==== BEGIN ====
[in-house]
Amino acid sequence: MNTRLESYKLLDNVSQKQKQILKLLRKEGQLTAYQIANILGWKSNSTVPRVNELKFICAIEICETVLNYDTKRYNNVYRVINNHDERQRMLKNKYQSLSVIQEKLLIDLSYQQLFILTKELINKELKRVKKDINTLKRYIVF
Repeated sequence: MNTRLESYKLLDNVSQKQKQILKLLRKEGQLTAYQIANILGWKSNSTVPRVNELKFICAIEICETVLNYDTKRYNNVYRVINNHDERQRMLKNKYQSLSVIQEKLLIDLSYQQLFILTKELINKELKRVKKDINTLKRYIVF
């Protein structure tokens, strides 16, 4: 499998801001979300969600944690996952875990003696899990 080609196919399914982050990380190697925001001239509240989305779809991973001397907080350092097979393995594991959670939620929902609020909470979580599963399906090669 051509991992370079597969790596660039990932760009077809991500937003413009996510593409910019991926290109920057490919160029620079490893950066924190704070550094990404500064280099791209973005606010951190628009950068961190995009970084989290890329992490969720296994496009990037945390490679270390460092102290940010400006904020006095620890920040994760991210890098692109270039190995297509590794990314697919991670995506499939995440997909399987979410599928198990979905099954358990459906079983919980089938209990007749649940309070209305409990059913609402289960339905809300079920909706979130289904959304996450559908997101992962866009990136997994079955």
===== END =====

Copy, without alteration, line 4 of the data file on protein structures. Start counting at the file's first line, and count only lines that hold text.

């Protein structure tokens, strides 16, 4: 499998801001979300969600944690996952875990003696899990 080609196919399914982050990380190697925001001239509240989305779809991973001397907080350092097979393995594991959670939620929902609020909470979580599963399906090669 051509991992370079597969790596660039990932760009077809991500937003413009996510593409910019991926290109920057490919160029620079490893950066924190704070550094990404500064280099791209973005606010951190628009950068961190995009970084989290890329992490969720296994496009990037945390490679270390460092102290940010400006904020006095620890920040994760991210890098692109270039190995297509590794990314697919991670995506499939995440997909399987979410599928198990979905099954358990459906079983919980089938209990007749649940309070209305409990059913609402289960339905809300079920909706979130289904959304996450559908997101992962866009990136997994079955």